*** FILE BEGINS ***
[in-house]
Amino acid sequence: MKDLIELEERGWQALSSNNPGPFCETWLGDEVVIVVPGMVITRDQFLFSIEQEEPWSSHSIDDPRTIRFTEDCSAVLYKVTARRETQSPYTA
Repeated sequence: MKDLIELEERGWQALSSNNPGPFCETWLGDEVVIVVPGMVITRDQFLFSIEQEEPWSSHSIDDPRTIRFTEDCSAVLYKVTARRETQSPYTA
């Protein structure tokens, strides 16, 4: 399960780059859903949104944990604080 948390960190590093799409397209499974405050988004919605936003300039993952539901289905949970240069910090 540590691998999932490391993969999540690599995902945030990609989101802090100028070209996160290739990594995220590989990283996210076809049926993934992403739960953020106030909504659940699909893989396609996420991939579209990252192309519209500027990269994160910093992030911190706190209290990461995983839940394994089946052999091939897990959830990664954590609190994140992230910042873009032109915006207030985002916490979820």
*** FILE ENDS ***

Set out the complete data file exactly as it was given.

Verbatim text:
[in-house]
Amino acid sequence: MKDLIELEERGWQALSSNNPGPFCETWLGDEVVIVVPGMVITRDQFLFSIEQEEPWSSHSIDDPRTIRFTEDCSAVLYKVTARRETQSPYTA
Repeated sequence: MKDLIELEERGWQALSSNNPGPFCETWLGDEVVIVVPGMVITRDQFLFSIEQEEPWSSHSIDDPRTIRFTEDCSAVLYKVTARRETQSPYTA
């Protein structure tokens, strides 16, 4: 399960780059859903949104944990604080 948390960190590093799409397209499974405050988004919605936003300039993952539901289905949970240069910090 540590691998999932490391993969999540690599995902945030990609989101802090100028070209996160290739990594995220590989990283996210076809049926993934992403739960953020106030909504659940699909893989396609996420991939579209990252192309519209500027990269994160910093992030911190706190209290990461995983839940394994089946052999091939897990959830990664954590609190994140992230910042873009032109915006207030985002916490979820």